Avenue of Mysteries by John Irving
Simon & Schuster: 11/3/15
eBook review copy; 480 pages
Avenue of Mysteries by John Irving is a highly recommended story of a man looking back at his childhood while navigating a trip overseas.
Currently Juan Diego Guerrero, 54, is a recently retired professor and
writer with a limp from a childhood accident. He is taking Lopressor for
his blood pressure and experiments with Viagra. He lives in Iowa but in
Avenue of Mysteries he is going on a trip to the
Philippines. As Juan Diego travels, he dreams, and in his dreams he is
14 and his sister Lupe is 13. During his trip, his dreams take Juan
Diego back in time and tell the story of his childhood.
Many years ago he and Lupe grew up as dump kids in Oaxaca, Mexico. He
was a self-taught reader and interpreter for his sister, whose speech no
one else could understand or interpret. Lupe is known for her ability
to read minds, which she freely shares while Juan Diego translates to
those around them. In these dreams, he and Lupe freely discuss their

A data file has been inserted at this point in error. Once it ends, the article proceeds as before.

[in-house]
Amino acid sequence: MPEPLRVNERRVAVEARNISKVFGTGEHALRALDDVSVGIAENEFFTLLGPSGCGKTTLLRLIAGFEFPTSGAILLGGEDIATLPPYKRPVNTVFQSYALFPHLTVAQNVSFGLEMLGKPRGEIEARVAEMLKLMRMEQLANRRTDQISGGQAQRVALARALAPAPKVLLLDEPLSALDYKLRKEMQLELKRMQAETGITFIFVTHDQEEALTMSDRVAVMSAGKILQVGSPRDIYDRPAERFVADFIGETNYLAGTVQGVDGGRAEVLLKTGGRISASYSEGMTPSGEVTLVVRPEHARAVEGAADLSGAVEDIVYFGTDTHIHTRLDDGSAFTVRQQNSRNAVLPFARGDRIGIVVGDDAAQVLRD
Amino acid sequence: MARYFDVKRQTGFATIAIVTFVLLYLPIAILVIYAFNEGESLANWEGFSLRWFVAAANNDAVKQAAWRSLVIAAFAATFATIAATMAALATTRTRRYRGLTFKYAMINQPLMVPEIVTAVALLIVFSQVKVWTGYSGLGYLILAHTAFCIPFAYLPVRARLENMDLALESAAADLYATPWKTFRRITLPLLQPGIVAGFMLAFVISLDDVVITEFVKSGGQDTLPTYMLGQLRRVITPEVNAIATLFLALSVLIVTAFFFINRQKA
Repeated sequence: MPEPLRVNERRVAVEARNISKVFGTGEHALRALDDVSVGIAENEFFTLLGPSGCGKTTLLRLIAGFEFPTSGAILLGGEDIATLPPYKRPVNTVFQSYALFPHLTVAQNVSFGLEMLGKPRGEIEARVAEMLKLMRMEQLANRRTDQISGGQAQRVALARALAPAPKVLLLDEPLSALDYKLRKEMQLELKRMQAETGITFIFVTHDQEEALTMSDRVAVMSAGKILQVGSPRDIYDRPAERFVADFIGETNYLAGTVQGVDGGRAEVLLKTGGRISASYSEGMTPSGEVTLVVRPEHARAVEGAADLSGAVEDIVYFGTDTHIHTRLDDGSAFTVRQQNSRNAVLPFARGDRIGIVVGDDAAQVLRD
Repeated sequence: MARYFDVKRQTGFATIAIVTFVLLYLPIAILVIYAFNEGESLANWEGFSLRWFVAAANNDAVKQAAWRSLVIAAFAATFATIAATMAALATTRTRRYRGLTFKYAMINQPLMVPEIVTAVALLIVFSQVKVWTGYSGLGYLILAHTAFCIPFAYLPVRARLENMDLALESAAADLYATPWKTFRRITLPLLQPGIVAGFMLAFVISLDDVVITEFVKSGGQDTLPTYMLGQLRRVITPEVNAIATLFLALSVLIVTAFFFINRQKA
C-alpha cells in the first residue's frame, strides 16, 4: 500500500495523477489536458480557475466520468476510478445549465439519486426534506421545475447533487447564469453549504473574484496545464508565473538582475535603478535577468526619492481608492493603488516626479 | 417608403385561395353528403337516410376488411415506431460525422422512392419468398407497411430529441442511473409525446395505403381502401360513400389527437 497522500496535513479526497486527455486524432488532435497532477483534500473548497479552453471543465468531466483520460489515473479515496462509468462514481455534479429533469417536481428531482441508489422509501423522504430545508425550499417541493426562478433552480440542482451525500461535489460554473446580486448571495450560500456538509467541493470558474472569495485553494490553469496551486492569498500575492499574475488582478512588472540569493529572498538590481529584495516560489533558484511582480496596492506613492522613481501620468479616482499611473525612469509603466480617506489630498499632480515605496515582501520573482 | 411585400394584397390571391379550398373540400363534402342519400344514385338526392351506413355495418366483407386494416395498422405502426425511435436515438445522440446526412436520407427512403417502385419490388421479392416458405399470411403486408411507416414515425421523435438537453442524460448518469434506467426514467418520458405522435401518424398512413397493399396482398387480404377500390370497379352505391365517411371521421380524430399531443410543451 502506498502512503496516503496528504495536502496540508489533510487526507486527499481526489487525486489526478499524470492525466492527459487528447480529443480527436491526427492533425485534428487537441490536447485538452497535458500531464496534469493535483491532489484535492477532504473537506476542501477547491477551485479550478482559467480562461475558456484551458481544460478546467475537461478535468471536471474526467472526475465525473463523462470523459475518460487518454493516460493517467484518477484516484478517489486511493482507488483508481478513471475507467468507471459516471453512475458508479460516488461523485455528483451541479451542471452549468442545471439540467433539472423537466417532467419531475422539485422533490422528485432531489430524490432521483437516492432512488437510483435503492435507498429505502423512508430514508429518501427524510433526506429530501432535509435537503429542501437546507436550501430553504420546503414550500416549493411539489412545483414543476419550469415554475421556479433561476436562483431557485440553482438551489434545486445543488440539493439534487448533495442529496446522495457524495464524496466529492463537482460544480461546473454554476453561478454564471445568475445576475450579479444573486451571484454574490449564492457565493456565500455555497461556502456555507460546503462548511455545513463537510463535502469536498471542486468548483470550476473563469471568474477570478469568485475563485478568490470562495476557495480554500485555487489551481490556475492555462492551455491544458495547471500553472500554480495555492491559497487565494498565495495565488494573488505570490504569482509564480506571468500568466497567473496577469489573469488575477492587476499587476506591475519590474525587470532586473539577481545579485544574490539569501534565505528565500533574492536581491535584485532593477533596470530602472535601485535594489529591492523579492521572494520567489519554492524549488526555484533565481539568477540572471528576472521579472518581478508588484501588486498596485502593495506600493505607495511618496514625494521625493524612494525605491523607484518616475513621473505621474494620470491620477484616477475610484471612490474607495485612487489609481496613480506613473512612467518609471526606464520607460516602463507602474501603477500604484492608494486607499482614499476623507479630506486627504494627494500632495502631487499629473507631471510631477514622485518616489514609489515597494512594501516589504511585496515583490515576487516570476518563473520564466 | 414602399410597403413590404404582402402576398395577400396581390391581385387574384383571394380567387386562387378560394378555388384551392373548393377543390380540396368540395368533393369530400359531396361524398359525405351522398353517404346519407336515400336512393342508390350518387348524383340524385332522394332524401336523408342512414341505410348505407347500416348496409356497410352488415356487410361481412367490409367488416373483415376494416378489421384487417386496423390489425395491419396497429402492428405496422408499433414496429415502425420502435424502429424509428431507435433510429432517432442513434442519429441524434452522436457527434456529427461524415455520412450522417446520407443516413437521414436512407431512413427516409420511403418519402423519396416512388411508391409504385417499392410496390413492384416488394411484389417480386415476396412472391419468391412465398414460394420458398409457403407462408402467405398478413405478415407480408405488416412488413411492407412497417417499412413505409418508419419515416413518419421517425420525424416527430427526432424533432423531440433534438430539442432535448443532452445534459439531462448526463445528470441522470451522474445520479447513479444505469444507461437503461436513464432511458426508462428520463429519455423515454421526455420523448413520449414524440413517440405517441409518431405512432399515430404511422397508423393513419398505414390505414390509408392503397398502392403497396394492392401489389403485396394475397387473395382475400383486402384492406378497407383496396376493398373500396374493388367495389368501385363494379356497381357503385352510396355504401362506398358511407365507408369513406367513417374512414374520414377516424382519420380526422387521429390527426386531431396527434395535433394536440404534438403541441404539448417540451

problems with the Catholic Church, their prostitute mother, their
unknown fathers, and love of dogs.
While traveling he meets two women, Miriam and Dorothy, who he thinks
are a mother and daughter. He lusts after both of them and they assist
him in his journey, in a manner of speaking. There is a lot of sudden
naps, pill dosage juggling and sex in the present day.
First and foremost the quality of the actual writing is excellent, which
helps facilitate following the present and past story lines. For me,
the dream segments, which take you back to Juan Diego's childhood, are
much better than the present day travels with the eerie women.
Admittedly, I grew tired of the sex-capades and simply kept reading to
learn about what happened in his childhood and to confirm what I thought
about the two women.
For Irving fans there are going to be many themes repeated here that
have shown up in previous novels. Those who are new to Irving may
struggle a bit with these themes; specifically, anyone who is a
practicing Catholic might want to pass this one. I'd have to reread some
of his earlier books, but this time around it felt excessively critical
Disclosure: My Kindle edition was courtesy
of Simon & Schuster for review